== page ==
# Golang Program Left View of Binary Tree

In programming, there is a coding problem of binary tree that gets asked very frequently in interviews and the problem statement is to find the left view of a binary tree. If we try to understand the problem statement more than what exactly the left view is then we can explain it in a way that all the nodes are visible when you see them by standing on the left side of the tree.

## Illustration

Let us understand more with the help of an example. Suppose we have a below tree and if we stand on the left side the node that is visible will be 1, 2, and 5. Nodes 3 and 4 are hidden by node 2 and node 6 and node 7 are hidden by node 5. To implement this we will do level order traversal using the Breadth First Search algorithm. For each level we will start from the right side and keep updating a variable at the end of each level the value of the variable will be the leftmost value.

Level 1: Iterate Node 1, no node on left move to next level. Node 1 is visible at this level in the left view.

Level 2: Start iterating node 4 and update the value of the variable. Move to node 3 and update the variable value and then move to node 2. Node 2 is visible at this level in the left view.

Level 3: Start with node 7 and update the value of the variable. Move to node 6 and update the variable value and then move to node 5. Node 5 is visible at this level in the left view.

### Example

In this code, we have implemented a queue data structure and its functions as well as currently there is no pre − build library for queues in Golang.

package main

import "fmt"

type Queue struct {
List [](*TreeNode)
}

type TreeNode struct {
Val   int
Left  *TreeNode
Right *TreeNode
}

// function to add an element in the queue
func (q *Queue) Enqueue(element *TreeNode) {
q.List = append(q.List, element)
}

// function to delete elements in the queue
func (q *Queue) Dequeue() *TreeNode {
if q.isEmpty() {
fmt.Println("Queue is empty.")
return nil
}
element := q.List[0]
q.List = q.List[1:]

return element
}

// function checks that queue is empty or not
func (q *Queue) isEmpty() bool {
return len(q.List) == 0
}

// function to find the length of the queue
func (q *Queue) size() int {
return len(q.List)
}

// creating binary tree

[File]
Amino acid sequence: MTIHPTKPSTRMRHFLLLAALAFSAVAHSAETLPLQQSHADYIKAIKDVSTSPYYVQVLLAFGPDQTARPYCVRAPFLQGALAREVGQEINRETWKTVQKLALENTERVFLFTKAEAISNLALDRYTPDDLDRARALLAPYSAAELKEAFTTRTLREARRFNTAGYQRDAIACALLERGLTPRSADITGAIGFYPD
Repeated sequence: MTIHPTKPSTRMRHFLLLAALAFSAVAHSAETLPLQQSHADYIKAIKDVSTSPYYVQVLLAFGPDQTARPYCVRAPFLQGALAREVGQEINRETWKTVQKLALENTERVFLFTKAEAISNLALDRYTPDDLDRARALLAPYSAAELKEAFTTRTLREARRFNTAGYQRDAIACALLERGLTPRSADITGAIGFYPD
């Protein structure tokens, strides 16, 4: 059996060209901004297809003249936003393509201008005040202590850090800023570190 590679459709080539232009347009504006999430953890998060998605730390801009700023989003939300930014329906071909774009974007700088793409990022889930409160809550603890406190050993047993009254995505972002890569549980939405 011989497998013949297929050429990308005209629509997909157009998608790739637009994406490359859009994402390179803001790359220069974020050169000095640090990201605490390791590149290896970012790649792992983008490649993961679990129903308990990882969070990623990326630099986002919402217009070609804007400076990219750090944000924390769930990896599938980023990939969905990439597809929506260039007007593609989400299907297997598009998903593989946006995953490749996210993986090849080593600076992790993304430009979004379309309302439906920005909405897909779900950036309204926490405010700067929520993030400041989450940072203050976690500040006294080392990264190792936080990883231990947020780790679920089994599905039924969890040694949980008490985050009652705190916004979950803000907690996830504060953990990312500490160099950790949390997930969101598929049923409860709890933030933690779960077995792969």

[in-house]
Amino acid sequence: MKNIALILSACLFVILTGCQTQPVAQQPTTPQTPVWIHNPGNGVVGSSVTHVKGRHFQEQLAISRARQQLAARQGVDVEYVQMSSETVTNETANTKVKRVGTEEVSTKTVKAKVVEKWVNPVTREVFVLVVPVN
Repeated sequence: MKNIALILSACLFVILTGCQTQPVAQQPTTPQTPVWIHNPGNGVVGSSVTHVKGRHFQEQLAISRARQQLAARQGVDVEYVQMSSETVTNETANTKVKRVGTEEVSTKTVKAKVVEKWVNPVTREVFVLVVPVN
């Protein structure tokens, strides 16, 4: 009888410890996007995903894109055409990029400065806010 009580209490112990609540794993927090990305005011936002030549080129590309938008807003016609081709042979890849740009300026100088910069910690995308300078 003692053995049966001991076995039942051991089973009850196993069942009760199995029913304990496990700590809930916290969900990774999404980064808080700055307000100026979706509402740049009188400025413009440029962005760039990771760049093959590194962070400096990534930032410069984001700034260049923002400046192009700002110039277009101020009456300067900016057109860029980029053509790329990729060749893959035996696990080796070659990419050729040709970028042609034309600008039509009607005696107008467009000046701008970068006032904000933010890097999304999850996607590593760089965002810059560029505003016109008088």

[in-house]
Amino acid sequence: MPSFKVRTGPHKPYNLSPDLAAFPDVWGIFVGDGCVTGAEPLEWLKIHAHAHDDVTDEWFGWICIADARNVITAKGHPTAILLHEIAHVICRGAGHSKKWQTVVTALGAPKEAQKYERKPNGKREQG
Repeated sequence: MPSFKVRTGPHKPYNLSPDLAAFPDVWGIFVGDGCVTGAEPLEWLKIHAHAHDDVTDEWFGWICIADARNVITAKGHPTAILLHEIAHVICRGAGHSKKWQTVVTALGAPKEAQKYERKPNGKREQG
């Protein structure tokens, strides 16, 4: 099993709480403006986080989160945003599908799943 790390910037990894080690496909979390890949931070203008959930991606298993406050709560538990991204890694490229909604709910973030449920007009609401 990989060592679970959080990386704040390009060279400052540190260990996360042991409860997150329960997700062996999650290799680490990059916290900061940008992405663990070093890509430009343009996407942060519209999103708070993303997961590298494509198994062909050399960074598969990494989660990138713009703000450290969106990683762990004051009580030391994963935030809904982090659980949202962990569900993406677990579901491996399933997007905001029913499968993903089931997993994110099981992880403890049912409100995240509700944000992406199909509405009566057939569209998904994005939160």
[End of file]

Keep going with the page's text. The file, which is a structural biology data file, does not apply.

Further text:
func CreateBinaryTree(root *TreeNode) {
n1 := TreeNode{1, nil, nil}
n2 := TreeNode{2, nil, nil}
root.Left = &n1
root.Right = &n2

n3 := TreeNode{3, nil, nil}
n4 := TreeNode{4, nil, nil}
n1.Left = &n3
n1.Right = &n4

n5 := TreeNode{5, nil, nil}
n6 := TreeNode{6, nil, nil}
n2.Left = &n5
n2.Right = &n6
}

// LeftView a function with root node as argument
// and returns the left-view elements in the array
func LeftView(root *TreeNode) []int {
// returning empty array if the tree is empty
if root == nil {
return []int{}
}

// creating variable for queue
var q Queue

// creating array to store right side element
var leftView []int

// variable to store right most value at the current level
var Val int

// enqueue root address in the queue
q.Enqueue(root)
q.Enqueue(nil)

// breadth-first search over the tree
for q.size() > 1 {
currNode := q.Dequeue()
if currNode == nil {
q.Enqueue(nil)
leftView = append(leftView, Val)
continue
}
Val = currNode.Val

if currNode.Right != nil {
q.Enqueue(currNode.Right)
}

if currNode.Left != nil {
q.Enqueue(currNode.Left)
}

}
leftView = append(leftView, Val)

return leftView
}

func main() {
fmt.Println("Golang program to find the Left view of the binary tree.")

// creating root node of binary tree
root := TreeNode{0, nil, nil}
// calling CreateBinaryTree function to create a complete binary tree
CreateBinaryTree(&root)

// calling RightView function
leftView := LeftView(&root)

// print right view element
for i := 0; i < len(leftView); i++ {
fmt.Print(leftView[i], " ")
}
fmt.Println()
}


### Output

Golang program to find the Left view of the binary tree.
0 1 3


## Conclusion

In this way, we have found the left view of a binary tree by doing the level order traversal, using breadth first search algorithm. We can use the Depth First search algorithm also to find the level order traversal of a tree. The time complexity of this approach is O(V + E) where V and E are the no. of vertices and no. of edges in the graph. To learn more about Golang you can explore these tutorials.

Updated on: 10-Jul-2023

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